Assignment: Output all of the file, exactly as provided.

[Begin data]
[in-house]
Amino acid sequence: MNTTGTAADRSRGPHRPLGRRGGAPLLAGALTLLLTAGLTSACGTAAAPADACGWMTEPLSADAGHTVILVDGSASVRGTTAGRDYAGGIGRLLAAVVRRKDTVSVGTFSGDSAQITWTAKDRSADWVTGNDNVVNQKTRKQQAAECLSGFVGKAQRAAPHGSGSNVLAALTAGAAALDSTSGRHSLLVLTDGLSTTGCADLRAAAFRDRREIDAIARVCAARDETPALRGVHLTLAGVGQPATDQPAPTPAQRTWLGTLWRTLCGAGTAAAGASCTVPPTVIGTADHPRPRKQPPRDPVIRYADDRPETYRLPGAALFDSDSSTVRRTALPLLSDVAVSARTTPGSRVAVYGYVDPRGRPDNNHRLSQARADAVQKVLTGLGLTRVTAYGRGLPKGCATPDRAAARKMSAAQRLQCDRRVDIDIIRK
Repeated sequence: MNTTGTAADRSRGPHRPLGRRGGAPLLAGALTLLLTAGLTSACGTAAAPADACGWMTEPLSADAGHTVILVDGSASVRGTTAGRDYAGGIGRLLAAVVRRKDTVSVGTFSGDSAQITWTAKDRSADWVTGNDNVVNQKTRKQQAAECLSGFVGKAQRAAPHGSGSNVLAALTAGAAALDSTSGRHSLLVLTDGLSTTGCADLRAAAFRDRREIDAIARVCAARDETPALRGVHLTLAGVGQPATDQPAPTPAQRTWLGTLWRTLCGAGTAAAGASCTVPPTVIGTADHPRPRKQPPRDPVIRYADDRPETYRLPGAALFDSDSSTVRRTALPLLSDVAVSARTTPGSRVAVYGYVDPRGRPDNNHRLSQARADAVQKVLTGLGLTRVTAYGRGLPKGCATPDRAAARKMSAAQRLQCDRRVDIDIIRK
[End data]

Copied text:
[in-house]
Amino acid sequence: MNTTGTAADRSRGPHRPLGRRGGAPLLAGALTLLLTAGLTSACGTAAAPADACGWMTEPLSADAGHTVILVDGSASVRGTTAGRDYAGGIGRLLAAVVRRKDTVSVGTFSGDSAQITWTAKDRSADWVTGNDNVVNQKTRKQQAAECLSGFVGKAQRAAPHGSGSNVLAALTAGAAALDSTSGRHSLLVLTDGLSTTGCADLRAAAFRDRREIDAIARVCAARDETPALRGVHLTLAGVGQPATDQPAPTPAQRTWLGTLWRTLCGAGTAAAGASCTVPPTVIGTADHPRPRKQPPRDPVIRYADDRPETYRLPGAALFDSDSSTVRRTALPLLSDVAVSARTTPGSRVAVYGYVDPRGRPDNNHRLSQARADAVQKVLTGLGLTRVTAYGRGLPKGCATPDRAAARKMSAAQRLQCDRRVDIDIIRK
Repeated sequence: MNTTGTAADRSRGPHRPLGRRGGAPLLAGALTLLLTAGLTSACGTAAAPADACGWMTEPLSADAGHTVILVDGSASVRGTTAGRDYAGGIGRLLAAVVRRKDTVSVGTFSGDSAQITWTAKDRSADWVTGNDNVVNQKTRKQQAAECLSGFVGKAQRAAPHGSGSNVLAALTAGAAALDSTSGRHSLLVLTDGLSTTGCADLRAAAFRDRREIDAIARVCAARDETPALRGVHLTLAGVGQPATDQPAPTPAQRTWLGTLWRTLCGAGTAAAGASCTVPPTVIGTADHPRPRKQPPRDPVIRYADDRPETYRLPGAALFDSDSSTVRRTALPLLSDVAVSARTTPGSRVAVYGYVDPRGRPDNNHRLSQARADAVQKVLTGLGLTRVTAYGRGLPKGCATPDRAAARKMSAAQRLQCDRRVDIDIIRK